Trail Dispatches: When the ride description says “bring your bear spray,” you know you’re in for an adventure

By Jason Welker
Reader Contributor

I had seen Scott Bourassa’s posts on the Bike Bonners Ferry and Ride 7B Facebook groups for months. Each Monday a ride description is posted to the different North Idaho mountain biking groups, along with pictures from the previous week’s ride. But I have a confession to make; until three weeks ago I was too scared to RSVP to one of these rides. The reality is that the riding in the farthest northern reaches of our state just always looked too… well, hard. Ride descriptions usually involved long hike-a-bikes and loose rocky trails better suited for horses’ hooves or hiking boots than for Mavic DHFs (my tire of choice). 

The author’s wife Liz Wargo, traversing the ridge between Canuck Pass and Keno Peak. Photo by Jason Welker.

Three weeks ago, however, I decided to toughen up and join a ride, thanks to my buddy Beny — who is always up for an adventure — saying he’d join me.

We rendezvoused with the Bonners Ferry bike crew just north of town. The eclectic group of riders included everyone from a 17-year-old hay farmer from Porthill on the Canadian border to 72-year-old Will, who only started riding a bike four years ago. An inspirational riding crew, all of whom were surprised to see our 7B plates pull up to the meeting point. They welcomed us and we soon were caravaning to the lower trailhead.

The ride I’d signed up for was Canuck Pass to Keno Creek, which includes a 7-mile singletrack ridge ride along the Montana-Idaho border. The ride starts at aptly named Canuck Pass, sitting at 6,000 feet just 5 miles from Canada. Northwest Peak looms large to the east and the Purcell Mountains of Canada are a stone’s throw to the north.

From the trailhead, we began south along trail No. 44, a ridge ride with about 1,500 feet of climbing over 7 miles. The views were insane and the grade was surprisingly rideable — with the exception of some slippery rock sections, most of our group was able to clean more than 90% of the trail. Personally I only had to put my foot down in a couple of places but for the most part rode nearly the entire ridge.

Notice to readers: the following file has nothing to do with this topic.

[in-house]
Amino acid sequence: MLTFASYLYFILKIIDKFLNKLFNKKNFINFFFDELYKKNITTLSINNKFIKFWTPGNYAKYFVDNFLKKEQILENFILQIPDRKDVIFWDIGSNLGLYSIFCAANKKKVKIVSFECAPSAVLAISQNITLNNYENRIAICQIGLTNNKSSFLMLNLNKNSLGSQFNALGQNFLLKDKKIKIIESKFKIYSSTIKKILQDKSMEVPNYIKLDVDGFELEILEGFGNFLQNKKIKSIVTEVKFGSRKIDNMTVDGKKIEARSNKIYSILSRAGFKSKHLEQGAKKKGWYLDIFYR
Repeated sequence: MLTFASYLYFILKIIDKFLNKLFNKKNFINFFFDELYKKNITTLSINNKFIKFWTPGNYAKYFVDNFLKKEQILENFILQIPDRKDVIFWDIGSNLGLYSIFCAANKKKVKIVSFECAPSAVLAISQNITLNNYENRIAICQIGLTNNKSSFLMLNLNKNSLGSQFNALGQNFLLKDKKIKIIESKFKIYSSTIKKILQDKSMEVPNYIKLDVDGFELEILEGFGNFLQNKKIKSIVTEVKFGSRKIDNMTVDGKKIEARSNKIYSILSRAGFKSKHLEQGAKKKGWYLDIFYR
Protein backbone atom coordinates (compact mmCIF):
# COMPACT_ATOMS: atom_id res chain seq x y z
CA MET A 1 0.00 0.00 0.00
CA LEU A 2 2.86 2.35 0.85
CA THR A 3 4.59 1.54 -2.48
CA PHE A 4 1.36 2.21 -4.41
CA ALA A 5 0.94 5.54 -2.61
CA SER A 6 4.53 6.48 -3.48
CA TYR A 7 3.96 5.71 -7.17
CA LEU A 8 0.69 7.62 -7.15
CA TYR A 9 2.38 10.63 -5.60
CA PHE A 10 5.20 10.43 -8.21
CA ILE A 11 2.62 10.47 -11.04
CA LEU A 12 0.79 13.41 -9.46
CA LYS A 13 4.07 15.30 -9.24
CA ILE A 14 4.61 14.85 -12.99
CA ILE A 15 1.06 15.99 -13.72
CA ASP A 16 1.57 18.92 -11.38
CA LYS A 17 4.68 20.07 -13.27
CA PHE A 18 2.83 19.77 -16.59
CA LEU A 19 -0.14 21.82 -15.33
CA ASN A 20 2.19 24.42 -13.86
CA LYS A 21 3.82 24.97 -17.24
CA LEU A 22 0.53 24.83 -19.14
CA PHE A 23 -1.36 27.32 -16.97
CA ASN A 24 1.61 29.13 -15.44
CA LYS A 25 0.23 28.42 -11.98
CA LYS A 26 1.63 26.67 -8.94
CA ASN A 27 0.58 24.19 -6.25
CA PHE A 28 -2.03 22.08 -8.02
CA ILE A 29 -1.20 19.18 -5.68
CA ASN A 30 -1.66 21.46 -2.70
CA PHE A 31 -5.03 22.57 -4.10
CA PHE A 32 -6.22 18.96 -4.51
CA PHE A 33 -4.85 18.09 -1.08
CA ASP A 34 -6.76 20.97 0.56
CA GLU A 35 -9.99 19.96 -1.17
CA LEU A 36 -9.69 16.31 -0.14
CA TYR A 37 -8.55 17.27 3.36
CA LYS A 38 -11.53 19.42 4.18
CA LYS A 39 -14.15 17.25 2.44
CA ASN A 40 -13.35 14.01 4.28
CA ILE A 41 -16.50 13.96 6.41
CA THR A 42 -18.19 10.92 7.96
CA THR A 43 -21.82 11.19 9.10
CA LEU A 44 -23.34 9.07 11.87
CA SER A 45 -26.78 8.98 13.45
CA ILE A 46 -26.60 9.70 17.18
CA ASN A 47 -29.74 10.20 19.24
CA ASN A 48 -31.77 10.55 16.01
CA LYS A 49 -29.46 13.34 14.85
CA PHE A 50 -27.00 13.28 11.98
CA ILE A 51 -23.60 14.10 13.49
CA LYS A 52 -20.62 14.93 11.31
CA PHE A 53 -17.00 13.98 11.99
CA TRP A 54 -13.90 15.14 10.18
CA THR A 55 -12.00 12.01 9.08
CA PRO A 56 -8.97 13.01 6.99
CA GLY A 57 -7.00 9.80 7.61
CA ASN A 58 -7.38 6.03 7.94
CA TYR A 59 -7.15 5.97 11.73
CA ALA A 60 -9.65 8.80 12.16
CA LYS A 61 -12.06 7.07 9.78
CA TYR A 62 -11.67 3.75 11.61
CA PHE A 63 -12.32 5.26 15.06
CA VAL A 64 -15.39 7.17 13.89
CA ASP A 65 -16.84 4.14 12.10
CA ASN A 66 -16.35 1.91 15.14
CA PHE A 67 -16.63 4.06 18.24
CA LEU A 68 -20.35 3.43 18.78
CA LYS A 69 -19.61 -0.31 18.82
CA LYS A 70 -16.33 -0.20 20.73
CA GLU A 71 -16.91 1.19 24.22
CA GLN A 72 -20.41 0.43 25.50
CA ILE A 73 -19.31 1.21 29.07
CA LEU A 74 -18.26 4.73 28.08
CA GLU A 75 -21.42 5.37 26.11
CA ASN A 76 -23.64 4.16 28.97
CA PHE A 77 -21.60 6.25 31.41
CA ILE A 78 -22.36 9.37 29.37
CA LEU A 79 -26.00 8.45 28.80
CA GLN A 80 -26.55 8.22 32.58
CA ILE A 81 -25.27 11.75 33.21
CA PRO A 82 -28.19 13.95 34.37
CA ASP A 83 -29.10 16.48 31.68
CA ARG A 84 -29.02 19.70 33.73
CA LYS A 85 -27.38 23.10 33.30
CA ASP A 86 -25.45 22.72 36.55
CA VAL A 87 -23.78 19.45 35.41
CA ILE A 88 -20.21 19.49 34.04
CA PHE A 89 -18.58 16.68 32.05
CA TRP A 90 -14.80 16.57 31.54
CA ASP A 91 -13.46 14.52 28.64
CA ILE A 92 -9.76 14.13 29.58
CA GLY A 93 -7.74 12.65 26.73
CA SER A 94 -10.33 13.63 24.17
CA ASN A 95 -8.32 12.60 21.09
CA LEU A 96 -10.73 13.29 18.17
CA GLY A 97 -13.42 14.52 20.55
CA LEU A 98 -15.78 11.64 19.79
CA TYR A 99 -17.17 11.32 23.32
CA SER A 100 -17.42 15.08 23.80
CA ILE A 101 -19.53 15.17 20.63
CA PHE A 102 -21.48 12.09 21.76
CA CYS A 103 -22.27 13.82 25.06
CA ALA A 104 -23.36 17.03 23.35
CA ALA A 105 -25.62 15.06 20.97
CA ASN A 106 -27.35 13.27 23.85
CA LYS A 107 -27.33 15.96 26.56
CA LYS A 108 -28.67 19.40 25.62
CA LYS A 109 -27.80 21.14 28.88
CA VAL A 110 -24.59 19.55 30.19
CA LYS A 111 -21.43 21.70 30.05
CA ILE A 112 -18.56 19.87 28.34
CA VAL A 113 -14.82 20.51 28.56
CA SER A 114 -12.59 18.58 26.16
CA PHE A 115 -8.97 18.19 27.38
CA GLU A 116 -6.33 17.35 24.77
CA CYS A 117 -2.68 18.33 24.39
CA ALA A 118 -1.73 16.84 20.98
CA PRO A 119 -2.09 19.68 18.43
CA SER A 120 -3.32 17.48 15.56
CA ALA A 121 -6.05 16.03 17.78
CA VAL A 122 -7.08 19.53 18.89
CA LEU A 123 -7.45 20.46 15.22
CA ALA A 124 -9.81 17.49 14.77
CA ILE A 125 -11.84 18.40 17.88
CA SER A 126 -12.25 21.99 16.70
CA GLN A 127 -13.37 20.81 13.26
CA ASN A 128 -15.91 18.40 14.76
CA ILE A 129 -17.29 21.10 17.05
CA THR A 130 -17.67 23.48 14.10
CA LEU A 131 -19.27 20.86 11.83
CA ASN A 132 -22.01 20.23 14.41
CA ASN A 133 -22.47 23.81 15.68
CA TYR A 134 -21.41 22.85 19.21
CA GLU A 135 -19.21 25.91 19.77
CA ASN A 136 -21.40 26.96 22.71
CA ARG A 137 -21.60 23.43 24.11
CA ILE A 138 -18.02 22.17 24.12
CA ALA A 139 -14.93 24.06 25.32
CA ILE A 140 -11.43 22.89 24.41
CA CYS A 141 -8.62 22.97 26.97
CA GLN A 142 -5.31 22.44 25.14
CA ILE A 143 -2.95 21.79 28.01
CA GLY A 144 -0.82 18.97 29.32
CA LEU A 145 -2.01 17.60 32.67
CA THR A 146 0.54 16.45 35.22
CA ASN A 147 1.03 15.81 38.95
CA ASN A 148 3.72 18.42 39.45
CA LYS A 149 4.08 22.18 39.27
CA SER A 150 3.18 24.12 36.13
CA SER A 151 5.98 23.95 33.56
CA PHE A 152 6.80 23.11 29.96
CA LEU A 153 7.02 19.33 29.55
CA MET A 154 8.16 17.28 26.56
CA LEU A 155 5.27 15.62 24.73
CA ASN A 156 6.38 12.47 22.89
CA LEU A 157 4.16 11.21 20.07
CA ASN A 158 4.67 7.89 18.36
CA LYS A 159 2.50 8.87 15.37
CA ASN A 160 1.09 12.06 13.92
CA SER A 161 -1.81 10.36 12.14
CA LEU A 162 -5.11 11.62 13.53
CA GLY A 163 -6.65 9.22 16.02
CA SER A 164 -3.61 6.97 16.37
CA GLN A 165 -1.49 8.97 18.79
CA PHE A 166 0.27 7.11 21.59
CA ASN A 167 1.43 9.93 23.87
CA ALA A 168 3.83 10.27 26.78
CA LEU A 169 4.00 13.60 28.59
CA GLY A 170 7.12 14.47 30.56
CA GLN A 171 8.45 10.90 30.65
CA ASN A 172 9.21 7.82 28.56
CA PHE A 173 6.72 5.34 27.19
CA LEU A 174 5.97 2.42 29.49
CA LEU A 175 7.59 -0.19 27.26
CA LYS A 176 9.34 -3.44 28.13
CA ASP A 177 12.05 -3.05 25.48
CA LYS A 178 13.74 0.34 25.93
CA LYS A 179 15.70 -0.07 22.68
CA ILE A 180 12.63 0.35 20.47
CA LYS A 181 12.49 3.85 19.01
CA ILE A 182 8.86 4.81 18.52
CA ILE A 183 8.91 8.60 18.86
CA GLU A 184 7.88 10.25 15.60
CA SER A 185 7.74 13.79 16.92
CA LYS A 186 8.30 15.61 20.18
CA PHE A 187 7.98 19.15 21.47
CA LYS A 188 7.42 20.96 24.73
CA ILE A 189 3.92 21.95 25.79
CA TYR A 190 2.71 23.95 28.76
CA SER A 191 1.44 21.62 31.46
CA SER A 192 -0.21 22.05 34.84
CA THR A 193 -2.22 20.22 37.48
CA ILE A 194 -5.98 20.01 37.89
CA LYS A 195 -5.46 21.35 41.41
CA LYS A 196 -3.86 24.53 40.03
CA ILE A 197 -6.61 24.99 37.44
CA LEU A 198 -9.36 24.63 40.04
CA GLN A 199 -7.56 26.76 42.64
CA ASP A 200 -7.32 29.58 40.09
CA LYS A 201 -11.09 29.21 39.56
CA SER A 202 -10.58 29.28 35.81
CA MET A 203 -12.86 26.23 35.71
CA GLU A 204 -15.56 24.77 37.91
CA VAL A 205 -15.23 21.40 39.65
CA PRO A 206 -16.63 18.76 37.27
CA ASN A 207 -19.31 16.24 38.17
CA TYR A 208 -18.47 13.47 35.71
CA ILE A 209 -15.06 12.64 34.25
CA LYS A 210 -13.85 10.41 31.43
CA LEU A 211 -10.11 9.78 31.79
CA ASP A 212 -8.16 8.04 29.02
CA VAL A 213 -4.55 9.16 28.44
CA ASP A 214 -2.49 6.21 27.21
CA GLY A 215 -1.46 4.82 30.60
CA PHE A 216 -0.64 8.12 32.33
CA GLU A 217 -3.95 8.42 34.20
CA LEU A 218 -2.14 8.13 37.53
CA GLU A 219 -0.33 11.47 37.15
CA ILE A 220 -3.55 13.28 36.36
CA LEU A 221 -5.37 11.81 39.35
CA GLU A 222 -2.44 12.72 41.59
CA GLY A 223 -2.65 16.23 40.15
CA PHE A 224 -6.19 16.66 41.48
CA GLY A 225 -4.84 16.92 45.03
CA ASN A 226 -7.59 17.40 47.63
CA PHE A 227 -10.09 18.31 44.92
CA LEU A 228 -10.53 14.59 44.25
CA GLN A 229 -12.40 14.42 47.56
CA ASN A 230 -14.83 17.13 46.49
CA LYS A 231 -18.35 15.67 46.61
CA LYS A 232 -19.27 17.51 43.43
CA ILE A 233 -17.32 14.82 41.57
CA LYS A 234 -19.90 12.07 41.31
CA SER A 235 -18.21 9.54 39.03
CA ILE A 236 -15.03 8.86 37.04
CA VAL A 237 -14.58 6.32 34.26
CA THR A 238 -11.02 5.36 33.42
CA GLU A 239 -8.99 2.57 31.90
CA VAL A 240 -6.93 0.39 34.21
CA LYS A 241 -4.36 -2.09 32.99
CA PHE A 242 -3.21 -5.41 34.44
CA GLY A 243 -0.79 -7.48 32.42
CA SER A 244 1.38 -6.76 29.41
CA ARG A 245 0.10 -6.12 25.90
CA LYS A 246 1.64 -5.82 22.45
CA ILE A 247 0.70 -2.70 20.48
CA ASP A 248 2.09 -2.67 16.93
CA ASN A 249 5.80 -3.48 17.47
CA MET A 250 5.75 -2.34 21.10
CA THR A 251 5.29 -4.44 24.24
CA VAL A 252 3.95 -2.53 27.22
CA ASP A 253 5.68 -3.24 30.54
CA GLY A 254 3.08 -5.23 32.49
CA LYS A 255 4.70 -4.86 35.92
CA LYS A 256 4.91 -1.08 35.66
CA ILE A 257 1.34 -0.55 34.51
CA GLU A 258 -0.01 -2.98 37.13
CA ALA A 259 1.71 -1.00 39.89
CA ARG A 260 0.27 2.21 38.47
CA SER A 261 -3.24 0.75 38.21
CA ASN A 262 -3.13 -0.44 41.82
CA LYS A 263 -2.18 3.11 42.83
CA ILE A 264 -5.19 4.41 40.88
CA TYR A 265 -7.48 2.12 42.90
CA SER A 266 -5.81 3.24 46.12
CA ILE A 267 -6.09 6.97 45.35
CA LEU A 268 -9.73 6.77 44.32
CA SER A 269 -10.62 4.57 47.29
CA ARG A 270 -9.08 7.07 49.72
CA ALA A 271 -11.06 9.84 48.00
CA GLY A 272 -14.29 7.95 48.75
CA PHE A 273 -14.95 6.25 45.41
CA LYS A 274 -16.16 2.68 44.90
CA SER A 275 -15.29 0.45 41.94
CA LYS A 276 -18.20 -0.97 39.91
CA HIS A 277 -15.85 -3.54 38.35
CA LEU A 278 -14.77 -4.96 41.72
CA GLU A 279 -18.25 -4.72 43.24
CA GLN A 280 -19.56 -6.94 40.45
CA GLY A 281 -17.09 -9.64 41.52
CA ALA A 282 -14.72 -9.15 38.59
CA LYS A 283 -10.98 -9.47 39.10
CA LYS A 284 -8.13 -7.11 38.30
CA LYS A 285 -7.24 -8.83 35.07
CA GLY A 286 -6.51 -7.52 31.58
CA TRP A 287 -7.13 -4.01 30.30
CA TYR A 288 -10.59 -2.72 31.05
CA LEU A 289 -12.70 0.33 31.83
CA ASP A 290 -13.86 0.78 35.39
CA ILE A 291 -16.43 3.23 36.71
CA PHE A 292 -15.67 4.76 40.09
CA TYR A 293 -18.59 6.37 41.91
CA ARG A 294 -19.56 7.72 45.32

Our leader and ride organizer, Bourassa, guided Beny and me along the ridge, stopping often to soak up the stunning views down into Montana’s Yaak Valley, south toward the Kootenai River Basin, and north toward Kootenay Pass in Canada. The late evening light added an ephemeral quality to the ride, while the explosion of color from wildflowers in bloom provided a spectacular canvas on which the singletrack traced its way up and down the ridgeline stretching south.

The traverse culminated with a 400-foot, “no-fall zone” sidehill climb around the east flank of Keno Peak. We crested the pass below the summit at 8:15 p.m. With a cool wind blowing from the west, our group reconvened and we began what I can only describe as one of the funnest descents in all of North Idaho.

Over the next 7.5 miles we shredded a reclaimed logging road, now converted to a wide open singletrack, with bermy jumps and tight rock gardens to keep riders entertained. Over 3,300 feet the trail dropped into the Deer Creek Valley to where we had left some cars on our way to the trailhead. The last half-mile of the descent leaves the road grade behind and dips into a lush, fern-filled forest, carving its way downhill on a surface some mountain bikers might describe as “brown pow.” The sun had long since dipped behind the Selkirks to the west as we rolled up to our cars and dove into some post-ride snacks and beverages. 

I couldn’t believe what I had just experienced. Far from the ride being “too hard” or “not worth the effort,” as I had imagined most Boundary County rides to be, it was an experience I immediately wanted to repeat. 

The Bonners Ferry mountain biking group, known as 9B Trails, represents a small but dedicated group of individuals who are passionate about the riding opportunities in North Idaho. And they don’t just ride their trails, they build and maintain them, too. From beginner-friendly rides like Brush Lake and “Section 16” to the new “Enchanted Forest” trails in Paradise Valley just south of town, Bonners Ferry offers exciting riding opportunities for bikers of all abilities. 

Even better, there will be more new trails to look forward to as just last week Ride 9B members received a $25,000 grant from the Equinox Foundation to acquire their own mini-excavator, which will enable them to build new mountain bike-friendly trails all over the county.

If you’re interested in learning more about mountain biking in Boundary Country, follow the Bike Bonners Ferry and Ride 7B groups on Facebook. Scott Bourassa is always thrilled to share information about Boundary Country trails, and he can be reached on Facebook, as can the author of this dispatch. 

Get out there and explore, and hopefully we’ll see you on the trails.

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